Collection Description

Culture Name

Balinese

Culture Description

The Balinese live on the island of Bali, in the archipelago country of Indonesia. They speak a language (also called Balinese) which, together with their religion, reflects a Malayo-Polynesian culture influenced by Buddhism and Hinduism. Balinese culture is renowned for its fascinating arts including dance, drama, sculpture and handcrafts. Traditional subsistence focused on wet-rice farming regulated by temple-based irrigation societies. The island has become an important tourist destination in recent years.

Note

Select the Culture Summary link above for a longer description of the culture.

Region

Asia --Southeast Asia

Countries

Indonesia

OWC Code

OF07

Number of Documents

26

Note: Select the Collection Documents tab above to browse documents.

Number of Pages

1662

Collection Overview

Documents referred to in this section are included in eHRAF World Cultures and are referenced by author, date of publication and eHRAF document number.

The Balinese Collection (OF07) documents, all of them in English, cover a variety of cultural and socioeconomic information three two widely contrasting historical periods. The first is the period prior to the Japanese occupation in 1942 when Bali was part of the Netherlands East Indies colony.  The second is the period from 1940s to early 2000s in which the Balinese, as citizens of the newly founded Indonesian Republic, witnessed political violence and rapid economic transformation.  

Materials from the first period consist of seventeen documents.  Fourteen of these documents were originally published in a large volume titled "Bali: Studies in Life, Thought, and Ritual". The contributors were all employees of the colonial government (with professional training in social science, theology and public administration) who lived in Bali, circa. 1913 -1940. The focus of these works include patterns of Balinese life and society (Swellengrebel 1960, no. 10), religion and organization of village community (Goris 1960, no11; Korn 1960, no. 14; 20), organization of temples (Goris 1960, no. 12; Grader 1960, no. 15; no.16), major holidays, festivals and celebrations (Goris 1960, no. 13; Franken 1960, no. 17), irrigation and farming systems (Grader 1960, no. 18), and position of blacksmiths (Goris 1960, no. 19).  Four of the remaining documents from this period were compiled by anthropologist Jane Belo who conducted fieldwork in Bali in 1931-1939 with the supervision and collaboration of Margaret Mead and Gregory Bateson. Topics covered in Belo's works include religion and festivals (Belo 1953, no. 3; 1949, no. 4), culture and personality (Belo 1936, no. 6) and family life (Belo 1936, no. 7). The last document from this period provides detailed description of the Balinese landscape, family life, community structure, economic activities, and arts (including paintings, songs, dances, dramas, hair styles and clothing) as observed by a famous artist from New York who lived in the island in 1930-1933 (Covarrubias 1938, no. 2).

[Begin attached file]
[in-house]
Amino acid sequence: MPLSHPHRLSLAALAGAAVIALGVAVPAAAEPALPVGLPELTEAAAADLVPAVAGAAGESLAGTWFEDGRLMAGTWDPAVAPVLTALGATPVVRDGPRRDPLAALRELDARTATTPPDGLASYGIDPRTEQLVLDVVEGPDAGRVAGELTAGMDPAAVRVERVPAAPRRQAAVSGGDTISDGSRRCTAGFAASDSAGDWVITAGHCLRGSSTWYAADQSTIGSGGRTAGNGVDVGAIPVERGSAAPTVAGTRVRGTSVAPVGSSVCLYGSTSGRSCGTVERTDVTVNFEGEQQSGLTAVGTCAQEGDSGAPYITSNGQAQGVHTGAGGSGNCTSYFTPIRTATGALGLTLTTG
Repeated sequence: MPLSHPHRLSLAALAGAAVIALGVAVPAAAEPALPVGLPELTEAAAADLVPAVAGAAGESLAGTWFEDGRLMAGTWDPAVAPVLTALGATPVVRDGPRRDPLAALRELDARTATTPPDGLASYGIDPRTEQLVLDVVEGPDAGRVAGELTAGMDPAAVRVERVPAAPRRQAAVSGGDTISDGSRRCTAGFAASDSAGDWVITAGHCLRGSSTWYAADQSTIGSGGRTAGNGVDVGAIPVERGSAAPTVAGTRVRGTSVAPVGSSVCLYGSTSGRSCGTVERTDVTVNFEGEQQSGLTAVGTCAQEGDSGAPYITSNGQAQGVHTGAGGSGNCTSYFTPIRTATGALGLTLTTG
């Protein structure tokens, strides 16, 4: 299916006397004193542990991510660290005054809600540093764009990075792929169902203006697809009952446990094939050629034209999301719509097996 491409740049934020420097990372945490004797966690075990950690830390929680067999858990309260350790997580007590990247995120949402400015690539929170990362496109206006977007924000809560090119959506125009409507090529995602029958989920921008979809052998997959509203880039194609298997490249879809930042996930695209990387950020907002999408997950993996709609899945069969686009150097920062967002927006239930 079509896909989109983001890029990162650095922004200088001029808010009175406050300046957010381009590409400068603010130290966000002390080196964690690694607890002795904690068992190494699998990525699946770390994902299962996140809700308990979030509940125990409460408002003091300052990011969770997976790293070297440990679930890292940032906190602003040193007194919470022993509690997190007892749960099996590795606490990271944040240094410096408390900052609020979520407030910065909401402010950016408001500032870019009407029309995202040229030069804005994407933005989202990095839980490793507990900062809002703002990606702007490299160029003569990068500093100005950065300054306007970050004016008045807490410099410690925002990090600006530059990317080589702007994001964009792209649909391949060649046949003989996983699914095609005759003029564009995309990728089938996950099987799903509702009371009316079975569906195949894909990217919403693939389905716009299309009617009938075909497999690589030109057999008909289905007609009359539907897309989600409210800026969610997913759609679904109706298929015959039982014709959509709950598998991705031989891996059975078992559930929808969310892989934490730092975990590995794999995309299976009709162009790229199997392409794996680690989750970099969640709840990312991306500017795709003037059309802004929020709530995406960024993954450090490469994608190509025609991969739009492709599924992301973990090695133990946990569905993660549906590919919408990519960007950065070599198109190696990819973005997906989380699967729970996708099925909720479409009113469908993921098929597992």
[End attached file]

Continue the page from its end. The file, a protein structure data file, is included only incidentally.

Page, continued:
Documents on the second period represent the works of professional anthropologists who conducted primary fieldwork in different parts of the Bali Island mostly in late 1950s and 1980s-1990s. Three of these documents are by anthropologist Clifford Geertz who discusses social structure (Geertz 1959, no. 9; 1967, no. 24) and socioeconomic change (Geertz 1963, no. 23) at the village level.  The collection also includes a book by Hildred and Clifford Geertz which regards kinship as an integral part of more inclusive cultural patterns and idioms through which the Balinese talk and understand their collective experience in a wide variety of social settings including the household, the community, the workplace, the temple, the market, the farm, the battlefields, the law of court, and the playing field (Geertz and Geertz 1975, no. 25). The last three documents supplement previous studies on Balinese by revisiting established debates relating to dynamics of kinship and class (Ottino 2003, no. 27), role of temples in managing irrigation schemes (Lansing 1987, no. 26), and gender issues in rice cultivation (Jha 2004, no. 28).

For more detailed information on the context of the individual works in the file, see the abstracts in the citations preceding each document.

Overview by

Teferi Adem

Adat - customary law - use "LEGAL NORMS (671)"

Bali Aga - original (indigenous) Balinese - use "ETHNIC STRATIFICATION (563)" with "CULTURAL IDENTITY AND PRIDE (186)"

Banjar - settlement unit or hamlet 361 - use "SETTLEMENT PATTERNS (361)" and/or "COMMUNITY STRUCTURE (621)"

Dadia  - patrilineal descent group - use "KIN RELATIONSHIPS (602)" with "RULE OF DESCENT (611)"

Desa - village community - "COMMUNITY STRUCTURE (621)"

Klian Banjar - hamlet elder - use "COMMUNITY HEADS (622)"

Krama Banjar - hamlet council - use "COUNCILS (623)"

Origin temples - use "CULT OF THE DEAD (769)" with "CONGREGATIONS (794)"

Seka - voluntary group organized for some particular purpose  - use "COOPERATIVE ORGANIZATION (474)" and/or "SODALITIES (575)"

Subak - irrigation society - use "WATER SUPPLY (312)" with "COOPERATIVE ORGANIZATION (474)"

Temple - use "SACRED OBJECTS AND PLACES (778)" and/or "RELIGIOUS AND EDUCATIONAL STRUCTURES (346)"

Title groups - use "CASTES (564)"

Indexing Notes by

Teferi Adem

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